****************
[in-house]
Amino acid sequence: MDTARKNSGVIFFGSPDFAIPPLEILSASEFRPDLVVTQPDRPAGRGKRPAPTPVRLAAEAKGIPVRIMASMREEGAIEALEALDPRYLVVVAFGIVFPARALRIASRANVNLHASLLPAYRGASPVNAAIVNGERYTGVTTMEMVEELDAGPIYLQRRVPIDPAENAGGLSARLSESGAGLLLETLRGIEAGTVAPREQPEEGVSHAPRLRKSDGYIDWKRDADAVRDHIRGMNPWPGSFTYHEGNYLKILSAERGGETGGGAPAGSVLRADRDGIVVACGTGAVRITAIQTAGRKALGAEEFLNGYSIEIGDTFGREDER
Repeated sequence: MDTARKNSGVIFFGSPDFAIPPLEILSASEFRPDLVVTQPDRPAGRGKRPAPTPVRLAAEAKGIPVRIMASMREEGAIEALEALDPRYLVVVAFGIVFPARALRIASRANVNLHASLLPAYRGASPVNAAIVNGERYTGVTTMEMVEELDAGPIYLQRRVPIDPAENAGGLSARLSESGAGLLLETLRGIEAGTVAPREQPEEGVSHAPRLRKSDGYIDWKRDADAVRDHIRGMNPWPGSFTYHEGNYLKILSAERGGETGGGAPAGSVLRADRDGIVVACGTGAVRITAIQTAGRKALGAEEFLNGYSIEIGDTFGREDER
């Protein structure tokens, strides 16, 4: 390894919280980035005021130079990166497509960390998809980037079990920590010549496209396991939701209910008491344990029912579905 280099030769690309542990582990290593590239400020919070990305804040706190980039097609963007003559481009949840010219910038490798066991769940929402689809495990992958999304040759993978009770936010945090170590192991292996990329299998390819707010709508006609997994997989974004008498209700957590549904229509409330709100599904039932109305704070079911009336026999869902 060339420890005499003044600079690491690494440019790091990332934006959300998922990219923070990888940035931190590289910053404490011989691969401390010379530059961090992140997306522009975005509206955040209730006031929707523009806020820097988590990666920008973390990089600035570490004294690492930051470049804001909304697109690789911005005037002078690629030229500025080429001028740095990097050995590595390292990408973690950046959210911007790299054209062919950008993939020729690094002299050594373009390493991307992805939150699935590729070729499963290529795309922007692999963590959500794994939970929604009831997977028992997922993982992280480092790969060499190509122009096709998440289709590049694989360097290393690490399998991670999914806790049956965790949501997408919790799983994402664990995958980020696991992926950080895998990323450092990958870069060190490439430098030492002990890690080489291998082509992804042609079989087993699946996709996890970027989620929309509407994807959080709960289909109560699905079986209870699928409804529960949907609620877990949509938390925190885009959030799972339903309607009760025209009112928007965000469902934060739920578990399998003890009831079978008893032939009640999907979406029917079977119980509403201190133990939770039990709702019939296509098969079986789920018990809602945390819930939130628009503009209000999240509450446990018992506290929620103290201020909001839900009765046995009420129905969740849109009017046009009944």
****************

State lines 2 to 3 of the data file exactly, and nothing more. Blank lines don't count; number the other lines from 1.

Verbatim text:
Amino acid sequence: MDTARKNSGVIFFGSPDFAIPPLEILSASEFRPDLVVTQPDRPAGRGKRPAPTPVRLAAEAKGIPVRIMASMREEGAIEALEALDPRYLVVVAFGIVFPARALRIASRANVNLHASLLPAYRGASPVNAAIVNGERYTGVTTMEMVEELDAGPIYLQRRVPIDPAENAGGLSARLSESGAGLLLETLRGIEAGTVAPREQPEEGVSHAPRLRKSDGYIDWKRDADAVRDHIRGMNPWPGSFTYHEGNYLKILSAERGGETGGGAPAGSVLRADRDGIVVACGTGAVRITAIQTAGRKALGAEEFLNGYSIEIGDTFGREDER
Repeated sequence: MDTARKNSGVIFFGSPDFAIPPLEILSASEFRPDLVVTQPDRPAGRGKRPAPTPVRLAAEAKGIPVRIMASMREEGAIEALEALDPRYLVVVAFGIVFPARALRIASRANVNLHASLLPAYRGASPVNAAIVNGERYTGVTTMEMVEELDAGPIYLQRRVPIDPAENAGGLSARLSESGAGLLLETLRGIEAGTVAPREQPEEGVSHAPRLRKSDGYIDWKRDADAVRDHIRGMNPWPGSFTYHEGNYLKILSAERGGETGGGAPAGSVLRADRDGIVVACGTGAVRITAIQTAGRKALGAEEFLNGYSIEIGDTFGREDER